In 1609, Galileo was able to adjust and improve the telescope,(16) which increased his popularity greatly. Galileo's improvement of the telescope was revolutionary for the time period, and the magnification enabled him to see the Moons of Jupiter(16) and the Mountains on Earth's Moon(16). (3) Galileo proposed that the Moon's mountains were greater than four miles in height, which led him to believe that the Moon had larger mountains than those of Earth. Galileo's improvement of the telescope also allowed him to take a much closer view of the stars than anyone had done before. For instance, Galileo is said to have made critical observations of Saturn(24) and Venus(20). However, Galileo seemed to be confused by Saturn (due to its disappearing Moons), so he spent a long time observing Saturn and Venus.(7) Many of his telescopic discoveries were published in Galileo's, The Starry Messenger(21) which came out in 1610. The Starry Messenger was an important text as it displayed Galileo's achievements and increased his popularity as an astronomer.(3) However, it should be noted that Galileo's telescope had a very small field of view. Therefore, despite the fact that Galileo's telescope allowed him to enlarge objects up to 20 times, the most he could see of the Moon was roughly one-half of its entire diameter.(4)

***While watching the Moons of Saturn, Galileo reported that the Moons would sometimes disappear. Scientists today believe that this may have been caused by Saturn's rings being edge onto Earth, where they are not visible for a period of time. This only happens about once every fifteen years!(7)

Galileo's Telescope (8)

The YouTube video below was found at (14)


Between 1611 and 1615, Galileo became focused on two problems due to encounters that he had come across in his studies. Galileo became concerned with floating bodies (3) as well as the appearance of sunspots (3).(2) Galileo believed strongly in Copernicanism and he felt that it was his duty to convert as many people to the Copernicanism as possible. Galileo thought that Copernicanism was the only plausible option for the Earth, as the Earth's motion was the clear cause of the tides(16). Galileo expresses his reasoning behind the proof that Earth tides are linked to the Copernican System in On the Ebb and Flow of the Tides(16). This text expressed Galileo's belief in Copernicanism, which unfortunately caused many people to reject Galileo's work. In addition, Galileo's heartfelt duty to teach Copernicanism would eventually lead to controversy with the Catholic Church.(3)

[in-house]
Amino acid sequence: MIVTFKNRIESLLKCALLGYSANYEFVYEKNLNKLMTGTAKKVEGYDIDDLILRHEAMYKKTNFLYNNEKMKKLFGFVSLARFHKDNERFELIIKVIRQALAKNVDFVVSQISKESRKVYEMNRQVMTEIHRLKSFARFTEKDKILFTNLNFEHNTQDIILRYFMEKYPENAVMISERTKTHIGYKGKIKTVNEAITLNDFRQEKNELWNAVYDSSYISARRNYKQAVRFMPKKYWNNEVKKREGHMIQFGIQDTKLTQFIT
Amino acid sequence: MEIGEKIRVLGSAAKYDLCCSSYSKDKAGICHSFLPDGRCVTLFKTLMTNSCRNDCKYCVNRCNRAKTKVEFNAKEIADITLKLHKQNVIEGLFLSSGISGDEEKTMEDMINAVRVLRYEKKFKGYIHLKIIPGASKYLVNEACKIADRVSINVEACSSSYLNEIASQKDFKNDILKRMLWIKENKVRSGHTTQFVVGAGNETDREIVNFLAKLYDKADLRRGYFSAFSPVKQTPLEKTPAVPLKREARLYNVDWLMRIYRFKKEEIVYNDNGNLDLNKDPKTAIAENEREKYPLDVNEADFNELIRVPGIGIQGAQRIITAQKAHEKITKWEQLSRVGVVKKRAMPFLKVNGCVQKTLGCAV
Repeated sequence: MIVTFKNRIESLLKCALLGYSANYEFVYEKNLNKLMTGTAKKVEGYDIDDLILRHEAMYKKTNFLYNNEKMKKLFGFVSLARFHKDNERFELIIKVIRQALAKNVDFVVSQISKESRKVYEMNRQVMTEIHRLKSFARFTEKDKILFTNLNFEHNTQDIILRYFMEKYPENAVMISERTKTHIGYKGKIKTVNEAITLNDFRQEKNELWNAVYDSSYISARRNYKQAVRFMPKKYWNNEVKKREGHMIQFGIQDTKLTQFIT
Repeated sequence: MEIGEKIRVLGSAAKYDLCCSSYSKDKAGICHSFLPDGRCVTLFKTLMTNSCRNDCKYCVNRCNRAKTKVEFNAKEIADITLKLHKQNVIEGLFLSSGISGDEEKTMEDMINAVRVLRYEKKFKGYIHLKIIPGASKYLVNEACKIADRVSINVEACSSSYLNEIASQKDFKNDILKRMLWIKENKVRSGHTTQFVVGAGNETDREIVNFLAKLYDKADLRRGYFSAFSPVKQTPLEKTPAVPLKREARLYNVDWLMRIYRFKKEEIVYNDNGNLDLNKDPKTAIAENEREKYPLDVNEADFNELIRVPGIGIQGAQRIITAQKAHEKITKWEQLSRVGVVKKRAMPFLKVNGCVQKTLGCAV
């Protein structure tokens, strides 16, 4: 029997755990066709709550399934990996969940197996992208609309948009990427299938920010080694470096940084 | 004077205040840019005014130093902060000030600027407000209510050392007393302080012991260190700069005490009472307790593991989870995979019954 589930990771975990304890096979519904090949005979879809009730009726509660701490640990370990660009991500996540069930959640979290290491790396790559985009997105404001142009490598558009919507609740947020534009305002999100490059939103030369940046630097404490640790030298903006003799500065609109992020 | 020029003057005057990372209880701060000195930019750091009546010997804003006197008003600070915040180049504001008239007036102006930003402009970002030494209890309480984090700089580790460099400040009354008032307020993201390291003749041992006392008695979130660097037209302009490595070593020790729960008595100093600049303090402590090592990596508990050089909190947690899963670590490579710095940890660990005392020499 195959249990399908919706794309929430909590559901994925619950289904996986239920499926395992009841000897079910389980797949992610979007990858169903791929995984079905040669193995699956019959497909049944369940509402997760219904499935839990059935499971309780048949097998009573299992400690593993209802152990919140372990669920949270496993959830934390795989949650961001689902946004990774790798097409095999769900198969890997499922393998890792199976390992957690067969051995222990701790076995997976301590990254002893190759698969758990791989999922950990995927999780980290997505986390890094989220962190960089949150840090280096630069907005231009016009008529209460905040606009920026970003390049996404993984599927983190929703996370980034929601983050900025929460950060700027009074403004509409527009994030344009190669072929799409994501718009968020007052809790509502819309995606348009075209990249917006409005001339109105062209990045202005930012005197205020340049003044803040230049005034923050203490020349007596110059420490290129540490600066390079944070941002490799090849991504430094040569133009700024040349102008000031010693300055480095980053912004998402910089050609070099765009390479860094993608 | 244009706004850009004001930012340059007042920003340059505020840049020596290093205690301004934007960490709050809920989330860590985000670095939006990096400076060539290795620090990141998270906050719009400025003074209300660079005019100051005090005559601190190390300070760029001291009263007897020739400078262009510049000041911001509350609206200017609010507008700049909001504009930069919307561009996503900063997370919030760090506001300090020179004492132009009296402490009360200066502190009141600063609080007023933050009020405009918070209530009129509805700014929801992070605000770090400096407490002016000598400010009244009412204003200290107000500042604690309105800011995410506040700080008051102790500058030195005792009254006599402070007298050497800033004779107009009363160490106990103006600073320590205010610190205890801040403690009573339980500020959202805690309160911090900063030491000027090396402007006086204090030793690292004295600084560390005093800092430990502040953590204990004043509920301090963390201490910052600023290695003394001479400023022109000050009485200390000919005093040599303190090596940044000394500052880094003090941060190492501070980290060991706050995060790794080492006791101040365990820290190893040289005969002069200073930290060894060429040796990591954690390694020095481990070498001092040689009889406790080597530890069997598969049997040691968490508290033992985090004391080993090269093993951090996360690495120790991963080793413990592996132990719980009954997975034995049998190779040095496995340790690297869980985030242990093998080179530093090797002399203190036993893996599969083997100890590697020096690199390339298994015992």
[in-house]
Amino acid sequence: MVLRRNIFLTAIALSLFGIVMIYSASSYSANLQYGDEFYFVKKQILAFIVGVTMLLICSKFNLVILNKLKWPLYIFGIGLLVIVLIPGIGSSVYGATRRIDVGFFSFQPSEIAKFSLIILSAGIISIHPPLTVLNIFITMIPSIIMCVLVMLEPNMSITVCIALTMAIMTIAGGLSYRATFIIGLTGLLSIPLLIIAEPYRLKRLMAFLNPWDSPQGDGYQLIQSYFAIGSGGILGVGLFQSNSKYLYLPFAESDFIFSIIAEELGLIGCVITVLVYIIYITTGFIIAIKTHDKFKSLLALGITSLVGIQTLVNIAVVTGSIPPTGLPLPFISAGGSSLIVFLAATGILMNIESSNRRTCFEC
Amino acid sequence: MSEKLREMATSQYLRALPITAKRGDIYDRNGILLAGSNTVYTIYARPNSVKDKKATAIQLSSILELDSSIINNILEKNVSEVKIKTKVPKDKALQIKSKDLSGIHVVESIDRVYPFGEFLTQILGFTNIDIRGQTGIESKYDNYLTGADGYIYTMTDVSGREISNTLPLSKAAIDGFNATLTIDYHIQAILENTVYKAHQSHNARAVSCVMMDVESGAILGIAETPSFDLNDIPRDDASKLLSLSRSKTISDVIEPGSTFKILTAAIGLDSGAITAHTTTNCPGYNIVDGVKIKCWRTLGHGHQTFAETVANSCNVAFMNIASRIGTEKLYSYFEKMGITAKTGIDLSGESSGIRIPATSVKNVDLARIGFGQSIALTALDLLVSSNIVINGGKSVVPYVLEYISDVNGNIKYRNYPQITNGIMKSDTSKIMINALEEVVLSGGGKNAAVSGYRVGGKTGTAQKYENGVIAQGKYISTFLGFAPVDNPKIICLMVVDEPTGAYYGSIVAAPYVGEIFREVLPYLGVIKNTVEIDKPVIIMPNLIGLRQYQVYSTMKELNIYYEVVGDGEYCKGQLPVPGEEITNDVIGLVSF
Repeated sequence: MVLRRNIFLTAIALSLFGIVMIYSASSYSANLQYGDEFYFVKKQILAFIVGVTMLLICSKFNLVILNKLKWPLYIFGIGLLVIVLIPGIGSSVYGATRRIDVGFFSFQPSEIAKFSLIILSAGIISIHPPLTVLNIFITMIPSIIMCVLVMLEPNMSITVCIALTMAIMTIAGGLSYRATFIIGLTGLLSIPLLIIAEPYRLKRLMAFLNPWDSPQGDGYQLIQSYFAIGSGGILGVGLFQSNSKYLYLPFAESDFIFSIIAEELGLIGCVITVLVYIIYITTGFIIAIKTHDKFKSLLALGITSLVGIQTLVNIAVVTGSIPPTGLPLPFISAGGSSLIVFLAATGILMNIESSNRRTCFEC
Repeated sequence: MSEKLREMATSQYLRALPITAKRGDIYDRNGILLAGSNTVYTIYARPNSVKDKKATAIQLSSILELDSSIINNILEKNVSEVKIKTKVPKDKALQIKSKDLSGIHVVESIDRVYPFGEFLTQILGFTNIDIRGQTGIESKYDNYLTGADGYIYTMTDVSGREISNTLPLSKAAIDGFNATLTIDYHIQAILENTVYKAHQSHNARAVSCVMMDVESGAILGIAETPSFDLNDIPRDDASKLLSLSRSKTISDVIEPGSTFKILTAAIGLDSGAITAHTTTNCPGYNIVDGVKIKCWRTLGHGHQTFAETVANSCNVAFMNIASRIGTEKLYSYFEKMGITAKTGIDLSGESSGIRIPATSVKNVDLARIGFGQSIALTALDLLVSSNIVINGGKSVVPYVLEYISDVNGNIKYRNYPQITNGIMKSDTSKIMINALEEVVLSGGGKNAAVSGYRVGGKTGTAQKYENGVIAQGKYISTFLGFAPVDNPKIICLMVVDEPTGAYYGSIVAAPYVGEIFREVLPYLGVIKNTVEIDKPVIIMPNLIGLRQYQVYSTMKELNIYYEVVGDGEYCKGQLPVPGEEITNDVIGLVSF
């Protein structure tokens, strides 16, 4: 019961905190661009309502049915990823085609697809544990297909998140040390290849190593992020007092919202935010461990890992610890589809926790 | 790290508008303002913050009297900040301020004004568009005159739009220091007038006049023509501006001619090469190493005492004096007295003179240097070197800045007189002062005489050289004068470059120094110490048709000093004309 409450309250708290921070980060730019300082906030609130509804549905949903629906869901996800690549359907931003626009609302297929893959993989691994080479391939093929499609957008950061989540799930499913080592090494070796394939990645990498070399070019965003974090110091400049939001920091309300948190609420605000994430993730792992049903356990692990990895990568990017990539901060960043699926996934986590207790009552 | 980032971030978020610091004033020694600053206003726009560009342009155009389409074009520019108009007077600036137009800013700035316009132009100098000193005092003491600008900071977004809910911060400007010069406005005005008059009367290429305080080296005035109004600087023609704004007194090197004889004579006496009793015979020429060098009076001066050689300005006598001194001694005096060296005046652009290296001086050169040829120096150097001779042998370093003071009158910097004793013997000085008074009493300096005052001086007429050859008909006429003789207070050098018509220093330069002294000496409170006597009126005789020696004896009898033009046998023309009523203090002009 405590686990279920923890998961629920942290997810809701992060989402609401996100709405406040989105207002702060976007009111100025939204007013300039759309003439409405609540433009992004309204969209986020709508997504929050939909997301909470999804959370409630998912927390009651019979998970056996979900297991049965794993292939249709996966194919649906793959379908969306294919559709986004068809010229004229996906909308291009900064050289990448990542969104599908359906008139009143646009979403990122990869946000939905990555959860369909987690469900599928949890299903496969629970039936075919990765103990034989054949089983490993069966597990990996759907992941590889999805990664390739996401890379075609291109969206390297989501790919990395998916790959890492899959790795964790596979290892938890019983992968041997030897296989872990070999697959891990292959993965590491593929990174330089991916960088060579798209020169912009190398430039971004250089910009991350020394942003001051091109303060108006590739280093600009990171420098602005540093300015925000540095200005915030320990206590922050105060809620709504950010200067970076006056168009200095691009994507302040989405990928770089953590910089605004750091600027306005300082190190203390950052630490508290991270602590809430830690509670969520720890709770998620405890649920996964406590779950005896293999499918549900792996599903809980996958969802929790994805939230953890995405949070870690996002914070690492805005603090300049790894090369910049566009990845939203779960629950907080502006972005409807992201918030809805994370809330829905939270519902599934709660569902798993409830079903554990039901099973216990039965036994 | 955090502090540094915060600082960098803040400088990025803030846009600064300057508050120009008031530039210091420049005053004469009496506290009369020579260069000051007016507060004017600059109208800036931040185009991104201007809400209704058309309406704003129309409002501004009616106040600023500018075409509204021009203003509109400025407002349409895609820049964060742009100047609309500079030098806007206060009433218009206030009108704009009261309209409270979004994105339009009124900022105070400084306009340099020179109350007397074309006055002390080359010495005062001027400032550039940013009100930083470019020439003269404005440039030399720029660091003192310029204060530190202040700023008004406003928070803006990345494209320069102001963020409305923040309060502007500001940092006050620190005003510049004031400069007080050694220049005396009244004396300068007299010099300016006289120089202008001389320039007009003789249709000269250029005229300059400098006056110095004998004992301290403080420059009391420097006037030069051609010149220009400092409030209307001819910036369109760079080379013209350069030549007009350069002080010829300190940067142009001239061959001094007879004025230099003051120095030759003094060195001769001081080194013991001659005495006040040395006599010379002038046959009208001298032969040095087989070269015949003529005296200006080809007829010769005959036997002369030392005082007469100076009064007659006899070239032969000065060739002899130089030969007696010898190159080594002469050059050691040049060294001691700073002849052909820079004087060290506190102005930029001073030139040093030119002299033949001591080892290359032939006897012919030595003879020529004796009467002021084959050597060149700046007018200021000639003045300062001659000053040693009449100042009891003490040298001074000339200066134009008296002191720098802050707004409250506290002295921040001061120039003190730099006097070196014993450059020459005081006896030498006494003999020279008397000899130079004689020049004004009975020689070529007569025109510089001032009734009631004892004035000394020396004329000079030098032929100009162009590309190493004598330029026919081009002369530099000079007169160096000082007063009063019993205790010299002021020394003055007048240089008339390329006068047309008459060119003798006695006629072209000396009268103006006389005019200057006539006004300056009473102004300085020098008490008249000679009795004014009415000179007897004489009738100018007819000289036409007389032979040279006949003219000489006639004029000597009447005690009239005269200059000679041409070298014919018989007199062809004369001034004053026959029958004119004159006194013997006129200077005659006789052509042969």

***Rather than writing his texts in the manner that we are familiar with today, Galileo sometimes chose to use conversations between three different people.(7)

Renaissance Astronomy (9)

Galileo's Trial (6)


Soon after Galileo published Dialogues Concerning the Two Great World Systems(22) in 1632, the Catholic Church banned it's sale and Galileo was forced to go on trial. Specifically, Galileo was charged for heresy (17) in teaching others that the Sun was the center of the universe. Thus, in 1633, Galileo pleaded guilty, but was still condemned to house arrest. In Galileo's condemnation, the Catholic Church also stated that Galileo would be forced to live in isolation until his death (1642).(3)

After being convicted, Galileo was forced to take back his scientific beliefs. It is believed that he stated the following:

"I, swear that I have always believed, do now believe and, with God's help shall believe hereafter, all which is held, preached and taught by the Holy Catholic and Apostolic Church. ... I must altogether abandon the false opinion that the Sun is the center of the world and immovable, and that the Earth is not the center of the world and moves and that I must not hold, defend or teach in any way whatsoever, verbally or in writing, the said false doctrine ..." (7)

***According to popular legend, it is stated that after Galileo was condemned he said, "Eppur si muove, " which means, "and yet the it (the Earth) does move."(7)

End of Life

After Galileo's condemnation in 1633, Galileo began working on his final work entitled, Discourses and Mathematical Demonstrations Concerning Two New Sciences(23). Unfortunately, around the same time that Galileo began writing his final book, he fell ill and his daughter, Maria Celeste(16) passed away in 1634. He was deeply saddened by the death of his daughter and his health soon took a turn for the worst. As a result of his health, he lost his eyesight in 1637, and historians suggest that he petitioned the Catholic Church to release him from isolation due to medicinal reasons. The Catholic Church denied this petition and Galileo was forced to remain in isolation for the remainder of his life.(7) Also, because Galileo had been condemned from expressing his belief in Copernicism, his final book would not have been allowed to be published in Italy. However, despite this ruling, Discourses and Mathematical Demonstrations Concerning Two New Sciences was illegally taken out of Italy and published in Holland in 1638, right before Galileo's death. Galileo died of health complications in 1642, and due to his condemnation, he was buried in an unknown location until 1737.(3)

***Almost 300 years after Galileo's death, the Catholic Church acknowledged the truth in Galileo's work in 1992.(7)

Galileo Cartoon (10)

By: Melanie Albert

Works Cited

*Link to Famous Astronomers